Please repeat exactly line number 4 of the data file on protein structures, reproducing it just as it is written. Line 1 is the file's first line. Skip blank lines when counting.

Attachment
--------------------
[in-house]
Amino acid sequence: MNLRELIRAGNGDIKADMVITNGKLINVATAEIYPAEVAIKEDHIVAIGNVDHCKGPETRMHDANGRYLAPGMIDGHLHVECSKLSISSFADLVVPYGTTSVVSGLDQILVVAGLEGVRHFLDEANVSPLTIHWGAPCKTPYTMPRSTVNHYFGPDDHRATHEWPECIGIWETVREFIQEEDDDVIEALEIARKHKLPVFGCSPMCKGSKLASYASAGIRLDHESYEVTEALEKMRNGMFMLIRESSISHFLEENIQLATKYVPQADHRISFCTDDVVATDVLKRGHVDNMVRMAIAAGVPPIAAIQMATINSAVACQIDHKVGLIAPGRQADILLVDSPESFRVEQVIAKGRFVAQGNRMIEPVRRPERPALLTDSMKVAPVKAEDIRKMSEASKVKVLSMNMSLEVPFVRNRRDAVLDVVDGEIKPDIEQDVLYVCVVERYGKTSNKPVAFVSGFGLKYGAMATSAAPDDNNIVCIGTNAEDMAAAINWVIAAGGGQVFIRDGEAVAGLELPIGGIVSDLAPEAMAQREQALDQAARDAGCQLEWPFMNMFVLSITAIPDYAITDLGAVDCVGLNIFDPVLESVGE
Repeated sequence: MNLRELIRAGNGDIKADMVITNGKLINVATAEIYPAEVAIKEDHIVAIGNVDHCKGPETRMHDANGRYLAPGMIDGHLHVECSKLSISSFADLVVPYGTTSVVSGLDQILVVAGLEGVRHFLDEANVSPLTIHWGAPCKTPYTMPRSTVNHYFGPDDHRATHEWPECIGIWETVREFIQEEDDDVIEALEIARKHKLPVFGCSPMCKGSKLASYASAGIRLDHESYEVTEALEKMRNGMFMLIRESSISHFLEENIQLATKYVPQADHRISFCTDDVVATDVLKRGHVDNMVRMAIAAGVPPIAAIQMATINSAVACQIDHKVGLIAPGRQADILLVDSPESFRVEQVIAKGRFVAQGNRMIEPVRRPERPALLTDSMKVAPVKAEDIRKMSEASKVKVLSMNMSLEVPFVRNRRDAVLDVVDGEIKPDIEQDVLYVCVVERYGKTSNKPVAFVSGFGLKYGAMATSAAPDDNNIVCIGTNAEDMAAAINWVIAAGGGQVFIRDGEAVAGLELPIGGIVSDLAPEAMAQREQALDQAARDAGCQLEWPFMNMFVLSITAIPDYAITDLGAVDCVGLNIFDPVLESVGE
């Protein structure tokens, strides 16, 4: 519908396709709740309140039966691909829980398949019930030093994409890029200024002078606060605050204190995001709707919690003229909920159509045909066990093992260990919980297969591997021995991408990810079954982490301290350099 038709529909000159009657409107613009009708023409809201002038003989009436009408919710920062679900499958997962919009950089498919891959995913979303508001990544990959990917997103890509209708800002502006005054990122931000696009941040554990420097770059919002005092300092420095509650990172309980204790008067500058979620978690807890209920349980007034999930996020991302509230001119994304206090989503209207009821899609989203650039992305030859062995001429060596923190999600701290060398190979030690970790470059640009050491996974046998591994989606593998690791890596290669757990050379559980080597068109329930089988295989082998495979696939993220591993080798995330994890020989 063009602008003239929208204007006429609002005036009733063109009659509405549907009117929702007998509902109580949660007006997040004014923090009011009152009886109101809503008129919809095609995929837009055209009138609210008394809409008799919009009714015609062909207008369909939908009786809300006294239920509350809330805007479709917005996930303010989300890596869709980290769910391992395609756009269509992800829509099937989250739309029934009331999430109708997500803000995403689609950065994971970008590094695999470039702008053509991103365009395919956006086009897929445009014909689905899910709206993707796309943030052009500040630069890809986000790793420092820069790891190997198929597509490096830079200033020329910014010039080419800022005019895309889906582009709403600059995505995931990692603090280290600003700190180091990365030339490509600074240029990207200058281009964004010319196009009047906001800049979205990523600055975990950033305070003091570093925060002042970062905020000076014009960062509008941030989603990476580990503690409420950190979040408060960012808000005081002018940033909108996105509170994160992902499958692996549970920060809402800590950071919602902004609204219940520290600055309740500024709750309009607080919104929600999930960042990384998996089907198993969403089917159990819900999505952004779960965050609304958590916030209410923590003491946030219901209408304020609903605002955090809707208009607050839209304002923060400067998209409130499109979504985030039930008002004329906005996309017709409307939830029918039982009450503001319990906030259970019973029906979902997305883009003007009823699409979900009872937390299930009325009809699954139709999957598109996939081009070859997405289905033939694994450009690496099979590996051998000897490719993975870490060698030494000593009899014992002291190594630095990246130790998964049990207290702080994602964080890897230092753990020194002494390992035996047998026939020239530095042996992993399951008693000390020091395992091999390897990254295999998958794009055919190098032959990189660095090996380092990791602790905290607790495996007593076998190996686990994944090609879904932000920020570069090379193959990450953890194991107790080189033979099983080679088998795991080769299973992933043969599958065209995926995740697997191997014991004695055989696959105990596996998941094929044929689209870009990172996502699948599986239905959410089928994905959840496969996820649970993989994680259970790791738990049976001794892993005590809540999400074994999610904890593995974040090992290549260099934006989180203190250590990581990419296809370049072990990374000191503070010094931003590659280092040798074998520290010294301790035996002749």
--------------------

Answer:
């Protein structure tokens, strides 16, 4: 519908396709709740309140039966691909829980398949019930030093994409890029200024002078606060605050204190995001709707919690003229909920159509045909066990093992260990919980297969591997021995991408990810079954982490301290350099 038709529909000159009657409107613009009708023409809201002038003989009436009408919710920062679900499958997962919009950089498919891959995913979303508001990544990959990917997103890509209708800002502006005054990122931000696009941040554990420097770059919002005092300092420095509650990172309980204790008067500058979620978690807890209920349980007034999930996020991302509230001119994304206090989503209207009821899609989203650039992305030859062995001429060596923190999600701290060398190979030690970790470059640009050491996974046998591994989606593998690791890596290669757990050379559980080597068109329930089988295989082998495979696939993220591993080798995330994890020989 063009602008003239929208204007006429609002005036009733063109009659509405549907009117929702007998509902109580949660007006997040004014923090009011009152009886109101809503008129919809095609995929837009055209009138609210008394809409008799919009009714015609062909207008369909939908009786809300006294239920509350809330805007479709917005996930303010989300890596869709980290769910391992395609756009269509992800829509099937989250739309029934009331999430109708997500803000995403689609950065994971970008590094695999470039702008053509991103365009395919956006086009897929445009014909689905899910709206993707796309943030052009500040630069890809986000790793420092820069790891190997198929597509490096830079200033020329910014010039080419800022005019895309889906582009709403600059995505995931990692603090280290600003700190180091990365030339490509600074240029990207200058281009964004010319196009009047906001800049979205990523600055975990950033305070003091570093925060002042970062905020000076014009960062509008941030989603990476580990503690409420950190979040408060960012808000005081002018940033909108996105509170994160992902499958692996549970920060809402800590950071919602902004609204219940520290600055309740500024709750309009607080919104929600999930960042990384998996089907198993969403089917159990819900999505952004779960965050609304958590916030209410923590003491946030219901209408304020609903605002955090809707208009607050839209304002923060400067998209409130499109979504985030039930008002004329906005996309017709409307939830029918039982009450503001319990906030259970019973029906979902997305883009003007009823699409979900009872937390299930009325009809699954139709999957598109996939081009070859997405289905033939694994450009690496099979590996051998000897490719993975870490060698030494000593009899014992002291190594630095990246130790998964049990207290702080994602964080890897230092753990020194002494390992035996047998026939020239530095042996992993399951008693000390020091395992091999390897990254295999998958794009055919190098032959990189660095090996380092990791602790905290607790495996007593076998190996686990994944090609879904932000920020570069090379193959990450953890194991107790080189033979099983080679088998795991080769299973992933043969599958065209995926995740697997191997014991004695055989696959105990596996998941094929044929689209870009990172996502699948599986239905959410089928994905959840496969996820649970993989994680259970790791738990049976001794892993005590809540999400074994999610904890593995974040090992290549260099934006989180203190250590990581990419296809370049072990990374000191503070010094931003590659280092040798074998520290010294301790035996002749």